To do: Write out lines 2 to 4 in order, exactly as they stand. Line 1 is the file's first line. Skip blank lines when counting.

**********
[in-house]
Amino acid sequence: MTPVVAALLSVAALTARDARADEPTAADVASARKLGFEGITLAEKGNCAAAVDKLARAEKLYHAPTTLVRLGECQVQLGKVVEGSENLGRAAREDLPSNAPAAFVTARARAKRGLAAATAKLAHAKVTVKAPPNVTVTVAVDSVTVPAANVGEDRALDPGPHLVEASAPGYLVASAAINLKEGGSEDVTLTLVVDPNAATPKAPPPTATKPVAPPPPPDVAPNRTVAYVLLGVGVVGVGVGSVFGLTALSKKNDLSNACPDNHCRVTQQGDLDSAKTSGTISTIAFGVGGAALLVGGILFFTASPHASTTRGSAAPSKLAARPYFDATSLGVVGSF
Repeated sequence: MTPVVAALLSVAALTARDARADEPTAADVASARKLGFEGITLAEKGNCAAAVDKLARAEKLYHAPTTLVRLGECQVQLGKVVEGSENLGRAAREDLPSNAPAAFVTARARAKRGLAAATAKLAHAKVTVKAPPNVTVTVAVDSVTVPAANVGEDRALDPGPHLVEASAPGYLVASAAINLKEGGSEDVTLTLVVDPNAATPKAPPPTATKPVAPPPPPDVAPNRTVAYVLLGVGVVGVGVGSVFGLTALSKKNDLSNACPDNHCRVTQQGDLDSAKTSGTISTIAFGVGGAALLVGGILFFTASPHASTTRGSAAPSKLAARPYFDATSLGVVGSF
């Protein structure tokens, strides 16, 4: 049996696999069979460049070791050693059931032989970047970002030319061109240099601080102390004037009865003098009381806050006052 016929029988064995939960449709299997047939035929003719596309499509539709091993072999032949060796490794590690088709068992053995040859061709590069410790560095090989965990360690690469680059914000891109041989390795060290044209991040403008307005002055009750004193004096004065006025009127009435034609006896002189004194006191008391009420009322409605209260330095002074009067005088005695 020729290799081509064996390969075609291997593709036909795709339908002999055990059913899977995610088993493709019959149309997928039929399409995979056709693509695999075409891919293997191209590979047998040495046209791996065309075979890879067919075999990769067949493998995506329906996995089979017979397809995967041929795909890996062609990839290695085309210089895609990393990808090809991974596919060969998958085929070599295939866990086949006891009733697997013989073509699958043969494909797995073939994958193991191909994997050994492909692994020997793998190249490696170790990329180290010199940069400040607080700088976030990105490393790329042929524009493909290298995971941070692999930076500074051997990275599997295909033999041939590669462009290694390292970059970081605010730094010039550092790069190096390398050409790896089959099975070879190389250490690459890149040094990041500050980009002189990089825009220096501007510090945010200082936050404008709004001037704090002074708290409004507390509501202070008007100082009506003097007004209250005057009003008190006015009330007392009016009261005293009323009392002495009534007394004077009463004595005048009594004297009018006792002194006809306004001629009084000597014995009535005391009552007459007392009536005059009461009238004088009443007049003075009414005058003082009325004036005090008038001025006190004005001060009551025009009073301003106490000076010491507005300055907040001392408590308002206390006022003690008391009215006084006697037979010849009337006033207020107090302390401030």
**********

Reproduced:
Amino acid sequence: MTPVVAALLSVAALTARDARADEPTAADVASARKLGFEGITLAEKGNCAAAVDKLARAEKLYHAPTTLVRLGECQVQLGKVVEGSENLGRAAREDLPSNAPAAFVTARARAKRGLAAATAKLAHAKVTVKAPPNVTVTVAVDSVTVPAANVGEDRALDPGPHLVEASAPGYLVASAAINLKEGGSEDVTLTLVVDPNAATPKAPPPTATKPVAPPPPPDVAPNRTVAYVLLGVGVVGVGVGSVFGLTALSKKNDLSNACPDNHCRVTQQGDLDSAKTSGTISTIAFGVGGAALLVGGILFFTASPHASTTRGSAAPSKLAARPYFDATSLGVVGSF
Repeated sequence: MTPVVAALLSVAALTARDARADEPTAADVASARKLGFEGITLAEKGNCAAAVDKLARAEKLYHAPTTLVRLGECQVQLGKVVEGSENLGRAAREDLPSNAPAAFVTARARAKRGLAAATAKLAHAKVTVKAPPNVTVTVAVDSVTVPAANVGEDRALDPGPHLVEASAPGYLVASAAINLKEGGSEDVTLTLVVDPNAATPKAPPPTATKPVAPPPPPDVAPNRTVAYVLLGVGVVGVGVGSVFGLTALSKKNDLSNACPDNHCRVTQQGDLDSAKTSGTISTIAFGVGGAALLVGGILFFTASPHASTTRGSAAPSKLAARPYFDATSLGVVGSF
């Protein structure tokens, strides 16, 4: 049996696999069979460049070791050693059931032989970047970002030319061109240099601080102390004037009865003098009381806050006052 016929029988064995939960449709299997047939035929003719596309499509539709091993072999032949060796490794590690088709068992053995040859061709590069410790560095090989965990360690690469680059914000891109041989390795060290044209991040403008307005002055009750004193004096004065006025009127009435034609006896002189004194006191008391009420009322409605209260330095002074009067005088005695 020729290799081509064996390969075609291997593709036909795709339908002999055990059913899977995610088993493709019959149309997928039929399409995979056709693509695999075409891919293997191209590979047998040495046209791996065309075979890879067919075999990769067949493998995506329906996995089979017979397809995967041929795909890996062609990839290695085309210089895609990393990808090809991974596919060969998958085929070599295939866990086949006891009733697997013989073509699958043969494909797995073939994958193991191909994997050994492909692994020997793998190249490696170790990329180290010199940069400040607080700088976030990105490393790329042929524009493909290298995971941070692999930076500074051997990275599997295909033999041939590669462009290694390292970059970081605010730094010039550092790069190096390398050409790896089959099975070879190389250490690459890149040094990041500050980009002189990089825009220096501007510090945010200082936050404008709004001037704090002074708290409004507390509501202070008007100082009506003097007004209250005057009003008190006015009330007392009016009261005293009323009392002495009534007394004077009463004595005048009594004297009018006792002194006809306004001629009084000597014995009535005391009552007459007392009536005059009461009238004088009443007049003075009414005058003082009325004036005090008038001025006190004005001060009551025009009073301003106490000076010491507005300055907040001392408590308002206390006022003690008391009215006084006697037979010849009337006033207020107090302390401030």